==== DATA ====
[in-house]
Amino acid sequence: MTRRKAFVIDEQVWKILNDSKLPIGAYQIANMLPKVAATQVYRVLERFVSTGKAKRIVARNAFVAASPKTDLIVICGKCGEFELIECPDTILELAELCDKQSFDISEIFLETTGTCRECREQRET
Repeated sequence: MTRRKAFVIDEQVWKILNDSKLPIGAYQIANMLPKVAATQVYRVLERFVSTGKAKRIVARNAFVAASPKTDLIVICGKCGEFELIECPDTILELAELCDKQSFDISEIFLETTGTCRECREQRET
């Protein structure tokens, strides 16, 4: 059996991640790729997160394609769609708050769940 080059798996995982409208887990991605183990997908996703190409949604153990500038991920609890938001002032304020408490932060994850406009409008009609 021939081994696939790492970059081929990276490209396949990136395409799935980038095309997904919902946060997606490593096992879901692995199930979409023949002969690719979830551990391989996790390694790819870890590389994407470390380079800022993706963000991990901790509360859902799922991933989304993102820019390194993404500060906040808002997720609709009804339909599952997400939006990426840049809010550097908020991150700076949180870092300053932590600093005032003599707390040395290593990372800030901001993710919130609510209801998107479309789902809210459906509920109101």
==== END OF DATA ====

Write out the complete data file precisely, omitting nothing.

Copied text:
[in-house]
Amino acid sequence: MTRRKAFVIDEQVWKILNDSKLPIGAYQIANMLPKVAATQVYRVLERFVSTGKAKRIVARNAFVAASPKTDLIVICGKCGEFELIECPDTILELAELCDKQSFDISEIFLETTGTCRECREQRET
Repeated sequence: MTRRKAFVIDEQVWKILNDSKLPIGAYQIANMLPKVAATQVYRVLERFVSTGKAKRIVARNAFVAASPKTDLIVICGKCGEFELIECPDTILELAELCDKQSFDISEIFLETTGTCRECREQRET
């Protein structure tokens, strides 16, 4: 059996991640790729997160394609769609708050769940 080059798996995982409208887990991605183990997908996703190409949604153990500038991920609890938001002032304020408490932060994850406009409008009609 021939081994696939790492970059081929990276490209396949990136395409799935980038095309997904919902946060997606490593096992879901692995199930979409023949002969690719979830551990391989996790390694790819870890590389994407470390380079800022993706963000991990901790509360859902799922991933989304993102820019390194993404500060906040808002997720609709009804339909599952997400939006990426840049809010550097908020991150700076949180870092300053932590600093005032003599707390040395290593990372800030901001993710919130609510209801998107479309789902809210459906509920109101």